Researchers are warning of the perils of cutting down on sleep to accommodate the 24/7 culture as a new study suggested it could almost double the risk of death.
Long-term research has shown those who reduced their sleep levels from seven hours to five hours or fewer faced a 1.7-fold increased risk in mortality and twice the increased risk of death from a cardiovascular problem.
Those who increased their sleep to eight hours or more a night were also more than twice as likely to die as those who had not changed their habits, but from predominantly non-cardiovascular disease.
However researchers said the increased risk for long sleepers might be a symptom of impending health problems.
The study by the University of Warwick and University College London, looked at how sleep patterns affected the mortality of 10,308 mainly white collar civil servants.
The data provided information on the same group at two points in their life – 1985-8 and those still alive in 1992-3.
Once adjustments were made for factors such as age, smoking status and illness, the study was able to isolate the effect that changes in sleep patterns over five years had on mortality rates 11 to 17 years later.
Currently around one third of the UK adult population regularly sleep five hours or fewer a night. The average night’s sleep is seven hours.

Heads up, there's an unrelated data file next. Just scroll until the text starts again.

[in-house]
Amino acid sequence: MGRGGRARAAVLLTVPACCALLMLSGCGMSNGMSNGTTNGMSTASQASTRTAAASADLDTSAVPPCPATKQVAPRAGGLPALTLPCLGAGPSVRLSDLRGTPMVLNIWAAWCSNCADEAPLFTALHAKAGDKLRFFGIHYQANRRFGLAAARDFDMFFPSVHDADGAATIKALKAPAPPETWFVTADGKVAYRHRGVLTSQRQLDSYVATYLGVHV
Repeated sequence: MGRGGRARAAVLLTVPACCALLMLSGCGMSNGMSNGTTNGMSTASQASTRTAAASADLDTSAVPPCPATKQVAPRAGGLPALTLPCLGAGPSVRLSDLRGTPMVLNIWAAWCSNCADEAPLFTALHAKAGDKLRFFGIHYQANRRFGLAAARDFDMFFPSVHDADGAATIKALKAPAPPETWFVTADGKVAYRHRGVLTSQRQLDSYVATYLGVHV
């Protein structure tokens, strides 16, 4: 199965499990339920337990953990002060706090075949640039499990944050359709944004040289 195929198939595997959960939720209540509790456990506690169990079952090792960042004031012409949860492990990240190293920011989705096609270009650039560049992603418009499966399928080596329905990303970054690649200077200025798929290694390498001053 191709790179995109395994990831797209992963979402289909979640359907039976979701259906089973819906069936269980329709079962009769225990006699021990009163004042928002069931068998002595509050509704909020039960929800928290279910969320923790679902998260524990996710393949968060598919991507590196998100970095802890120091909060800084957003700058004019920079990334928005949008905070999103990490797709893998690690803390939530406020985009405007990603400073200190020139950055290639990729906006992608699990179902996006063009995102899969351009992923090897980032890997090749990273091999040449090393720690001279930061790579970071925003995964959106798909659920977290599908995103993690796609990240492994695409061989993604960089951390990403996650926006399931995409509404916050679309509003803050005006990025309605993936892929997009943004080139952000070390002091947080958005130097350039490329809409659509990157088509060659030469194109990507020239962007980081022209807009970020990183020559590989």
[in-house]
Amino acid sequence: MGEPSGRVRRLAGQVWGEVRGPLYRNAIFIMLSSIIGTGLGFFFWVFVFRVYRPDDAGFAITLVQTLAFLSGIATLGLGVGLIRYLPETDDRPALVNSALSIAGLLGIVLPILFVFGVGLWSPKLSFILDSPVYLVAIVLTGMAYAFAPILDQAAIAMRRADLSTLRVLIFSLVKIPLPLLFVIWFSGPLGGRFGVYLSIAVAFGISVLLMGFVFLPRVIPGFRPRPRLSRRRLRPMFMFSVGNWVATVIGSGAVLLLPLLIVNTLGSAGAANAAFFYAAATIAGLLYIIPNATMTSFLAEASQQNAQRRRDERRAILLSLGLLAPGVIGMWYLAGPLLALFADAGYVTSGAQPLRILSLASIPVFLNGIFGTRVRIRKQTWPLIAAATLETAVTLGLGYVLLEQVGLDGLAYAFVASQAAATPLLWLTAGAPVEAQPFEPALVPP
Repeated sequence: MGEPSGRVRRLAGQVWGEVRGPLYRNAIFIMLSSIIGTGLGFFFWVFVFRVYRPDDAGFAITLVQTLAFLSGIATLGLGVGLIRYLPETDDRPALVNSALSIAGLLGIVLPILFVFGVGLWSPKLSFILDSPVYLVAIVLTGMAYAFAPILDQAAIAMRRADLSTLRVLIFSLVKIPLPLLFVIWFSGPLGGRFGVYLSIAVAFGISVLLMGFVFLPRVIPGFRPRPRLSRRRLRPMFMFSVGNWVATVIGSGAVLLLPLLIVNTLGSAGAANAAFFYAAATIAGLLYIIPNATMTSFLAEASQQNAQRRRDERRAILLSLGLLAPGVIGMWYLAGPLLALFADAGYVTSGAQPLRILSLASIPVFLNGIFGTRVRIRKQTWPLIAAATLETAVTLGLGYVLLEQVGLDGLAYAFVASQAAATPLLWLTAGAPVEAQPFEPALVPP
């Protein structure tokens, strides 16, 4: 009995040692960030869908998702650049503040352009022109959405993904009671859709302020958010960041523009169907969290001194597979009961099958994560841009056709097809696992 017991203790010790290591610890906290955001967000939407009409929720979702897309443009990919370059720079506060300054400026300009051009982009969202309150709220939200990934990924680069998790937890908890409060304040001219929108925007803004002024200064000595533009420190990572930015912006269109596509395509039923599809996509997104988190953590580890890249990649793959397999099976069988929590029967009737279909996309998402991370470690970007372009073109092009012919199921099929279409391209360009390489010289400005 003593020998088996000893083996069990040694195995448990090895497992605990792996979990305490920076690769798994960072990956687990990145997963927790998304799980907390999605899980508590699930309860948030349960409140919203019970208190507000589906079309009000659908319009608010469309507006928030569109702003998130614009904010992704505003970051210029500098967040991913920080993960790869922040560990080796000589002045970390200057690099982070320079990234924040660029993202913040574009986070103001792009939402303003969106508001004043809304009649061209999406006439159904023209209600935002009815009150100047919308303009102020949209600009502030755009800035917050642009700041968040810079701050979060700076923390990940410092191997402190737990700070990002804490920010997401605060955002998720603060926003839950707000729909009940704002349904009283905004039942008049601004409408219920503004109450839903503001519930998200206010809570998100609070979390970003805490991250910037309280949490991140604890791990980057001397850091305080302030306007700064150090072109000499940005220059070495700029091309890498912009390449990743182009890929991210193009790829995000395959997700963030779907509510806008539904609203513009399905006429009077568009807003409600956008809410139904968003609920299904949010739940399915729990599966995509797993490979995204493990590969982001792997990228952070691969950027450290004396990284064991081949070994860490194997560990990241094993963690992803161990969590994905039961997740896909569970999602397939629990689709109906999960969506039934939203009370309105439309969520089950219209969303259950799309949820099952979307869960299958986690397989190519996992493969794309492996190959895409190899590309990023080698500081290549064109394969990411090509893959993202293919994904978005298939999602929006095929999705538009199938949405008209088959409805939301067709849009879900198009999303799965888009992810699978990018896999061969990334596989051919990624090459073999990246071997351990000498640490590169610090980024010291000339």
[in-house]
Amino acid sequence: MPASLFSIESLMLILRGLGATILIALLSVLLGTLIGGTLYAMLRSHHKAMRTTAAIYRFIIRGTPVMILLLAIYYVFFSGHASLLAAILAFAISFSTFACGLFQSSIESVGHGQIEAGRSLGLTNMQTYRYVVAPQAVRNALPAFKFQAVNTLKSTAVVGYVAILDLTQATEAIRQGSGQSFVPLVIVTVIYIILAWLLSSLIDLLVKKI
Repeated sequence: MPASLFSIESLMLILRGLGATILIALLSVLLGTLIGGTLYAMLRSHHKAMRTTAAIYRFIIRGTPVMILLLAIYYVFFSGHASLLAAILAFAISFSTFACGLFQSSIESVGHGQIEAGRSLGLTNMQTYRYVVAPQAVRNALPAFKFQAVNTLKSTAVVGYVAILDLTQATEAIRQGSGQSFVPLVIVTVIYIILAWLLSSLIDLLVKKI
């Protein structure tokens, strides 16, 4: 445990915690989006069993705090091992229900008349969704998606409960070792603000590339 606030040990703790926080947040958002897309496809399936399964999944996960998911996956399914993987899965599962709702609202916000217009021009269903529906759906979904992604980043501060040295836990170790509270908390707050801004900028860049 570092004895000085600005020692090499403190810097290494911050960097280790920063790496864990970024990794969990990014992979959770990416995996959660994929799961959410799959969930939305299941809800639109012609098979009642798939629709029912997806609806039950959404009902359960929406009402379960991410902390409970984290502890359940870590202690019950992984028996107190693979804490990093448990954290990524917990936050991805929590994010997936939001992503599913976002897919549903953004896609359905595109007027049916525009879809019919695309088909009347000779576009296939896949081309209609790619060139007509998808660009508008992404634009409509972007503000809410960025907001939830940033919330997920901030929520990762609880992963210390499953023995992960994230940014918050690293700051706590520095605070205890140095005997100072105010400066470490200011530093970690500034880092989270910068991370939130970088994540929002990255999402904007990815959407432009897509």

Professor Francesco Cappuccio, of the University of Warwick medical school, told the British Sleep Society: ‘Fewer hours sleep and greater levels of sleep disturbance have become widespread in industrialised societies.
‘This change, largely the result of sleep curtailment to create more time for leisure and shift-work, has meant that reports of fatigue, tiredness and excessive daytime sleepiness are more common than a few decades ago.
‘Sleep represents the daily process of physiological restitution and recovery, and lack of sleep has far-reaching effects.’
He added: ‘Short sleep has been shown to be a risk factor for weight gain, hypertension and type 2 diabetes sometimes leading to mortality but in contrast to the short sleep-mortality association it appears that no potential mechanisms by which long sleep could be associated with increased mortality have yet been investigated.
‘Some candidate causes for this include depression, low socio-economic status and cancer-related fatigue.
‘In terms of prevention, our findings indicate that consistently sleeping around seven hours per night is optimal for health and a sustained reduction may predispose to ill-health.’
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